While President Trump wants federal agencies to cut its workforce, the Defense Department has different plans. The DoD is the largest federal agency and in a recent business plan, they said they would grow its civilian workforce.
“DoD’s civilian workforce is in the business of protecting the American way of life, not regulating or governing it,” said the plan. “While it may be appropriate for other federal agencies to reduce their civilian workforce, for the DoD right-sizing will necessitate targeted growth to both restore readiness and increase the lethality, capability, and capacity of our military force.”
The Pentagon sent the Office of Management and Budget a “workforce rationalization plan” in response to the White House’s mandate for reform proposals, which it said marks a “significant shift” in its approach to “workforce sizing, shaping, and structuring”. It moves away from placing “arbitrary caps on civilian staffing levels and depend more on those employees over “needlessly expensive” contractors and borrowing military personnel.
The Department said this plan would reduce costs by cutting contractor services, instead “in-sourcing” that work to the government. They also plan to analyze positions to determine if they can be converted to a lower grade or from military to civilian and reduce management layers across the organization.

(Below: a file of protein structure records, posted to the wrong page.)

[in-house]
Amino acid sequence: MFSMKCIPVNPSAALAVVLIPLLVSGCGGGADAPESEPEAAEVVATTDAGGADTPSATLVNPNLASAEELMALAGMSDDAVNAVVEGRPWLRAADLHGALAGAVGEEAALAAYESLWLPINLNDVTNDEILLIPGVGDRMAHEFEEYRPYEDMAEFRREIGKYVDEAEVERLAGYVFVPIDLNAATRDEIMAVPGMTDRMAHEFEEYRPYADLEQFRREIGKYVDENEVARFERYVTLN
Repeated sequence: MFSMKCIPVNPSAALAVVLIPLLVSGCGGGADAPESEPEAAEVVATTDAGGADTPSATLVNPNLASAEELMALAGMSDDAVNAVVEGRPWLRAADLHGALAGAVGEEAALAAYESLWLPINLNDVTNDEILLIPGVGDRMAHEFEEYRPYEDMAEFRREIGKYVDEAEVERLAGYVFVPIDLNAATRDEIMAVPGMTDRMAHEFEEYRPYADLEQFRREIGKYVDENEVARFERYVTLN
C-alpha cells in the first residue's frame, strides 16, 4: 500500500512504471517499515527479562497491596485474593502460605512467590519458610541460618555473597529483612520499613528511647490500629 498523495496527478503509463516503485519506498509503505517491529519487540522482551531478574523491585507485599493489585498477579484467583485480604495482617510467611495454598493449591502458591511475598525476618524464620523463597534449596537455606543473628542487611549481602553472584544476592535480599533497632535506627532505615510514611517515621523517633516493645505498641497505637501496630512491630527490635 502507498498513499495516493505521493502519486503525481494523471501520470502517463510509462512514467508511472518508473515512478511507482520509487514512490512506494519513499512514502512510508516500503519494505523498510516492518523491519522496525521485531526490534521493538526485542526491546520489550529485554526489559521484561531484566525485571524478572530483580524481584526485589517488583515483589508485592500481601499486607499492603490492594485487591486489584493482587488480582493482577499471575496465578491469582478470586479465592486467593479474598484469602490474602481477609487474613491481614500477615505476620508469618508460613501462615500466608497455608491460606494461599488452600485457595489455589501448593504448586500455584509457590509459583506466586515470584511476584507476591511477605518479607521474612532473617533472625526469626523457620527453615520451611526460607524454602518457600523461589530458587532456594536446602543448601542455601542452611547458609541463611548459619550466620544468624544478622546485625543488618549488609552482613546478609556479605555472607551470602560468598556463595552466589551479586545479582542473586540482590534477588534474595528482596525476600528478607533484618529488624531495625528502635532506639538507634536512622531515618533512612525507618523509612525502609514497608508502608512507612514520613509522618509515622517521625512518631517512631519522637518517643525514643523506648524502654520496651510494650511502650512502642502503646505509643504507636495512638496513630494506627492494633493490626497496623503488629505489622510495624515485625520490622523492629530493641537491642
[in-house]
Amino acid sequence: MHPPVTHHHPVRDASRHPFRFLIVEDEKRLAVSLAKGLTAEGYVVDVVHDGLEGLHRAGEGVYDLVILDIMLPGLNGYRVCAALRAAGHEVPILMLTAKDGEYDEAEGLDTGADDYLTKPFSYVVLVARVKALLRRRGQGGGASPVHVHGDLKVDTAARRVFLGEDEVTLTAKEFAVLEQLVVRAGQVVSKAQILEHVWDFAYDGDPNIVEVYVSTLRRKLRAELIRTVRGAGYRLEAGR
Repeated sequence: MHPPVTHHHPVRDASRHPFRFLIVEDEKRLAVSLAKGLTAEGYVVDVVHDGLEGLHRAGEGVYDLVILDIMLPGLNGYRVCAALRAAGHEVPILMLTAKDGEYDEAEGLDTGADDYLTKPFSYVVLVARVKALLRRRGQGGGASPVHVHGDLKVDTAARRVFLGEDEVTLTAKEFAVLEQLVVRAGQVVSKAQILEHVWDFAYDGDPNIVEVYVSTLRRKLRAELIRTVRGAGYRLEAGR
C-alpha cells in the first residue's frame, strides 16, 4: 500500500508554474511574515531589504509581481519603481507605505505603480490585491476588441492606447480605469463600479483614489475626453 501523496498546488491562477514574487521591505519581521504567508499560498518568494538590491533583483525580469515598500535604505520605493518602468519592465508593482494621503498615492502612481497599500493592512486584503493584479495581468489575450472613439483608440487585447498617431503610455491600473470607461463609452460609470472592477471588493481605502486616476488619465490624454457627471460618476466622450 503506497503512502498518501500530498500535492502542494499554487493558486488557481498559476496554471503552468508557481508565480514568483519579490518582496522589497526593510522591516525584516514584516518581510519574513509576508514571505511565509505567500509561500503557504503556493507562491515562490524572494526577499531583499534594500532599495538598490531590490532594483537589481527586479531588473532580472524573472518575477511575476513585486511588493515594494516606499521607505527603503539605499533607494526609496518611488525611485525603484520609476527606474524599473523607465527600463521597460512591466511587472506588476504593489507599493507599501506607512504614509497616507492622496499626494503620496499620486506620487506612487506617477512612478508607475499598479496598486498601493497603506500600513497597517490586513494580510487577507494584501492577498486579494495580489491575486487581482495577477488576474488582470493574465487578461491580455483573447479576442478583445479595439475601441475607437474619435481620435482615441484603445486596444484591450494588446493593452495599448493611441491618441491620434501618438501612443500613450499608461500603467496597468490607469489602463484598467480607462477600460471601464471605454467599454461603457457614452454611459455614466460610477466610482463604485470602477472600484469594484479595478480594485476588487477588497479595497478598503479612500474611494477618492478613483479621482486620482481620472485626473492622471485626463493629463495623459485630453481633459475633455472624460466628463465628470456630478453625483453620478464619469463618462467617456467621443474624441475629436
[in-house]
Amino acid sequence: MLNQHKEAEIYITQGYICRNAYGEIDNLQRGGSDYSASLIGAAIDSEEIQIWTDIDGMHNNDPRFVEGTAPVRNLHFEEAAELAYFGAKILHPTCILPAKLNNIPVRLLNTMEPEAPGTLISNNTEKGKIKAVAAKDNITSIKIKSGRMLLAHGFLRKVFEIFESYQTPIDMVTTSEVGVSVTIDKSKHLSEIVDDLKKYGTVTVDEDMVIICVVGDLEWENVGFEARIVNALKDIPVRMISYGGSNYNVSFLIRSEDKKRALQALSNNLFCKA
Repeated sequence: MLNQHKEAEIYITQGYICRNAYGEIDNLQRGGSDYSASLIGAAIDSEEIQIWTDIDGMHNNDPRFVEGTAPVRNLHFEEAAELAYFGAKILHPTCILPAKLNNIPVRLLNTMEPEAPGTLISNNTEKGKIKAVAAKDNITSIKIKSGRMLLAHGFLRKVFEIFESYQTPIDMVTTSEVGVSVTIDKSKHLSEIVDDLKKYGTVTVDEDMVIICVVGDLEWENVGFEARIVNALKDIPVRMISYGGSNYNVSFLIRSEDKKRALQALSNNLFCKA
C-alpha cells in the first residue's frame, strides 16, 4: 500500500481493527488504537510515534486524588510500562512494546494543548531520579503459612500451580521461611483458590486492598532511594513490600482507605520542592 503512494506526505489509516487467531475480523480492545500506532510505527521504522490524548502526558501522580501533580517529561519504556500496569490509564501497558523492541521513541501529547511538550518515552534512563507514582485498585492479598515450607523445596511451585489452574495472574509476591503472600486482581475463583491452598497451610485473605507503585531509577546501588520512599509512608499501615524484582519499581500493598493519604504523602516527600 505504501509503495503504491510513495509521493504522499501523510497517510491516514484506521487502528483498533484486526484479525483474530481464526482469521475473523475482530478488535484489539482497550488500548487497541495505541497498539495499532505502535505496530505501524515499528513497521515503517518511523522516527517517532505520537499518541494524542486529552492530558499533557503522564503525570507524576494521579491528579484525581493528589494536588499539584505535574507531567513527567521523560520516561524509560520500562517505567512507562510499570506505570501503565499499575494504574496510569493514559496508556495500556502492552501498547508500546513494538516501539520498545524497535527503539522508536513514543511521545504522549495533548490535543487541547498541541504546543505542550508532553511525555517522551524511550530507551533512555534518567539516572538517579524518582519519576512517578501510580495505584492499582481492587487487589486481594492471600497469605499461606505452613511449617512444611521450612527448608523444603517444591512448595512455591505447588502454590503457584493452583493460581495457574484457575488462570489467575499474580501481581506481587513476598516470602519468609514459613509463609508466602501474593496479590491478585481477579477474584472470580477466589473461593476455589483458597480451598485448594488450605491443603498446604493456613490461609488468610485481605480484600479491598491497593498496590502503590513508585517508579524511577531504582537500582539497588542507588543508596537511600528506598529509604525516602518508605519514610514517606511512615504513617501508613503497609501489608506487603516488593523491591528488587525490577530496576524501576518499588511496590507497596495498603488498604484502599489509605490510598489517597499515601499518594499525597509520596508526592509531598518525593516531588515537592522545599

Matt Biggs, legislative director for the International Federation of Professional and Technical Engineers, which represents more than 10,000 Defense civilians, said the plan was “very positive” and “a long time coming”.
The American Federation of Government Employees also suggested that spending on the contractor workforce is unaccountable and a threat to civilians. “While it’s certainly good news that the Pentagon has formally recognized civilian employees as essential to readiness, lethality, and sustainment of the all-volunteer force of military,” the union said, “the reality is that a single Pentagon headquarters policy by itself, practically speaking, does little to end the longstanding caps on hiring permanent civilian employees.”
The DoD will use special hiring authority it recently received to improve recruiting efforts.
Overall, the Pentagon is looking to empower all its employees—including the 1.3 million active duty military personnel, 811,000 National Guardsmen and reservists, 750,000 civilians, and more than 600,000 contractors. “The creativity and talent of the military and civilian workforce is our greatest enduring strength, and one we do not take for granted,” the department said.
There is still congressional pressure for the department to cut its workforce. The House recently supported a provision in the Fiscal 2019 National Defense Authorization Act that requires the Pentagon to slash workforce by 25%, although, the measure has yet to receive a vote on the Senate floor.